Bookdown contest submission: a live example for Elsevier academic journals

bookdown
bookdown-contest

#1

Highlights

  • Write academic papers of Elsevier journals with R markdown syntax.
  • A live example is provided. I published it TODAY!
  • Create multiple file formats, including .pdf, single .html, gitbook, .md, .epub, docx.

Introduction

It is today that one of my academic manuscripts is published on Agricultural and Forest Meteorology, one of the top journals in my scientific research area. This paper is the first paper of mine written in R bookdown environment from the preparation to the publication. Hooray! Now it is time to share its bookdown files.

Elsevier is one of the world's major providers of scientific, technical, and medical information. Elsevier owns 2500 journals, which is why I would like to share my bookdown manuscript for re-use.

An Example with Its Repo

The example is the paper I have just published TODAY. It is open-access. Users could either see it online or download the pdf version. Before the publication, a version with numbered lines is recommended for reviewers, which looks like this:

It is produced by my bookdown project, which is available on the GitHub Repo. You could view the .docx, .epub, .html, .pdf, and .tex as well.

I should mention that you will fail in creating the book if you only download the repo and build it with R bookdown. You could see that in 'index.Rmd' there is a line which calls an R script:

source('scripts/paper.R')

paper.R processes my data and creates the data and figures for the manuscript. I would not like to share paper.R at the moment. Anyway, you could get an impression how the pdf is created from the .Rmd files even without seeing paper.R.

Technical details

Elsevier provides a LaTeX template which is free for using. I modified it as 'tex/template.tex', i.e. something was moved from the original LaTeX template to the yaml of 'index.Rmd'. Users could simply compare them and then get an idea how to convert a LaTeX template into a bookdown template.

Re-use

  • Download the GitHub Repo.
  • Revise 'index.Rmd' as your own manuscript.
  • Build the book with R bookdown.

Any suggestions are welcome. Just PR the repo!


#2

This is an incredibly useful example, which helped me learn much about cross-referencing and auto-numbering eqns, figures, etc. Thank you for sharing it.

Is it possible to use fig.cap='(ref:fig1)' to create the handle for later reference using \@ref(fig:fig1), but not have the caption render below the figure in bookdown::pdf_document2 output type? I've not discovered the appropriate combination of options to create the reference without printing the caption.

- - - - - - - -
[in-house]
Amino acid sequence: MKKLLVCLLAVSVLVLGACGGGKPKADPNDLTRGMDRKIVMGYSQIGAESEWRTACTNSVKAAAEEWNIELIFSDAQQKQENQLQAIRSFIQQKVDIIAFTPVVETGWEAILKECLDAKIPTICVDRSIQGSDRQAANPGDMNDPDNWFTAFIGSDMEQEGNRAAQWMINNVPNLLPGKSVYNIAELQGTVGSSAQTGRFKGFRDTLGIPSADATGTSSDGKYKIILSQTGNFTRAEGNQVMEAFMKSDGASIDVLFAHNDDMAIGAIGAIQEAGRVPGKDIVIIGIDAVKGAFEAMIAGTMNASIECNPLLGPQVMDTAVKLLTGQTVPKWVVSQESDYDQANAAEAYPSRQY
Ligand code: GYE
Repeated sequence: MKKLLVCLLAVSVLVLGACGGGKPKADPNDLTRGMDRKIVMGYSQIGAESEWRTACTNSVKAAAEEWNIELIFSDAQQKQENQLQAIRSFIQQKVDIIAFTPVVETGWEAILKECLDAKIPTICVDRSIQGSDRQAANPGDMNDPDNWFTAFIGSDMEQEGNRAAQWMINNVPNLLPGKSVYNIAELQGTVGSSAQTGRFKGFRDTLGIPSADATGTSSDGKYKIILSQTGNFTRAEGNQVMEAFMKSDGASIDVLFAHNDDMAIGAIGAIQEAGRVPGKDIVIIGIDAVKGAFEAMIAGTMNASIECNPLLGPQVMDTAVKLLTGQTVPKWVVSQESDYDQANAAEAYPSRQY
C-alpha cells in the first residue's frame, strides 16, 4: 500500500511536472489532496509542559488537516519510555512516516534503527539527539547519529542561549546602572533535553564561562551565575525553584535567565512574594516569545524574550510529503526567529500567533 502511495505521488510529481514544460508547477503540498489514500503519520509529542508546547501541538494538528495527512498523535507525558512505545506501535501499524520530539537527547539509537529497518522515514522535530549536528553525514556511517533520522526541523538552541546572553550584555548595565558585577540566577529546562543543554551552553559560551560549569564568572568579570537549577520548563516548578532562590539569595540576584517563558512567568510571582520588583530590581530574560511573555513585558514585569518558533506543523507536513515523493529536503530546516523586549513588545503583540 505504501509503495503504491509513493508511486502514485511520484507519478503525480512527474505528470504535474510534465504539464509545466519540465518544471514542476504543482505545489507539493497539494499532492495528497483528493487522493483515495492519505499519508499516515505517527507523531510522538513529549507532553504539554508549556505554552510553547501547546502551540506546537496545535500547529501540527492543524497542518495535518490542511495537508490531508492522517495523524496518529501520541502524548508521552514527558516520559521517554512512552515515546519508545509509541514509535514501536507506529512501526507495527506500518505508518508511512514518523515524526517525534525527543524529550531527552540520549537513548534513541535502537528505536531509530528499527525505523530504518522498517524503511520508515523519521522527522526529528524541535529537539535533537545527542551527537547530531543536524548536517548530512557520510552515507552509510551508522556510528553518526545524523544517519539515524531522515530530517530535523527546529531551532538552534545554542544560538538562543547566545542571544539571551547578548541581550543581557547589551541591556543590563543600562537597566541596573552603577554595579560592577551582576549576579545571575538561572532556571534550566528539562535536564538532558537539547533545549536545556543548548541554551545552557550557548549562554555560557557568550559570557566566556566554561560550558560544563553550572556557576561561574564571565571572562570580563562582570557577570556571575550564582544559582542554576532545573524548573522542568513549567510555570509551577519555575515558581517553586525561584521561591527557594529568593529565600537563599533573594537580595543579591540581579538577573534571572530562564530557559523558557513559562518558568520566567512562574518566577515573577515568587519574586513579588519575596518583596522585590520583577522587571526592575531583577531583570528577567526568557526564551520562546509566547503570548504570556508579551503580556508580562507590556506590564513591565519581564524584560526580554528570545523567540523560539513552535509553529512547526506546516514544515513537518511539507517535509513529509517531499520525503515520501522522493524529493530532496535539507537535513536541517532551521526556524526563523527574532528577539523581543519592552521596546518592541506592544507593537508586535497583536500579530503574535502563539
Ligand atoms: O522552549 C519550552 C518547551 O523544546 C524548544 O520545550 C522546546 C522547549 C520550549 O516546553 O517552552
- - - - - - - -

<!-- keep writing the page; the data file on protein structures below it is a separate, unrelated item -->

Thanks!


#3

Thank you for your feedback. I did not quite get your point. If a figure is cross-referred, it needs a figure number. Do you mean that you want a figure with a number but wuthout a caption? Maybe the bookdown book Chapter 2.4 could help.


#4

Yes, that’s what I meant, I wanted the figure to have a number but for the caption to not be printed in the output. I will check out the book down chapter you suggested, and post a solution if I find it. Perhaps the figure must be places outside a code chunk, as you’ve done with your equations.


#5

why not just give a blank caption, with a single space…:slight_smile:


#6

I should clarify, I want the figure to get a reference (so I can cross-reference it), but not have a caption under the figure at all (I'd like to add my own caption with more complext Markdown text than appears to be allowed in the fig.cap options). As I understand it (from trial and error), the chunk must have a label and a caption, or the reference won't be generated, e.g., {r fig1, fig.cap=' '} works with \@ref(fig:fig1). However, it generates a figure with the caption Figure 1: (no other text). If I omit the fig.cap='' argument, the figure does not get a reference and \@ref(fig:fig1) produces ??.

I may not be making sense, but perhaps you can follow.


#7

I see. If you'd like to add a caption with complext Markdown text, you could follow L148 in my example, according to the bookdown book chapter 2.2.4: Text References.


#8

Yes! This is the answer. It's clear that reading the Bookdown book from start to finish should be on my 'to do' list. I really appreciate you sticking with me to guide me to a solution. At present, these labels are not working as desired for bookdown::word_document2 (perhaps they never will), but they work for pdf_document2 and presumably html_document2 (haven't tried). Next up, refining the placement and size of figure images in my document...


#9

glad that you've got it. The bookdown book is worth reading carefully again and again, as well as the pandoc documentation, where the answers to your questions could be hidden.


#10

This looks great! And congrats on the real paper that you just published!

A minor suggestion is that you don't ship the LaTeX packages that are available on CTAN ("you ship it, you maintain it"), such as comment.sty and lineno.sty. You know tinytex can automatically install them if missing.


#11

Exactly. The CTAN LaTeX packages are unnecessary for sharing the template. Thanks for the suggestion!

They might be useful if saved locally for personal use, though. If a co-author does not have these packages or tinytex installed, the missing .sty files could be annoying. The co-work of writing a manuscript might last one year or even longer, and the shipped .sty files could keep the output consistent and independent on the package update. It is the two sides of a coin.

Anyway, I had better remove the LaTeX packages from the bookdown template. I don't want to maintain it. Never.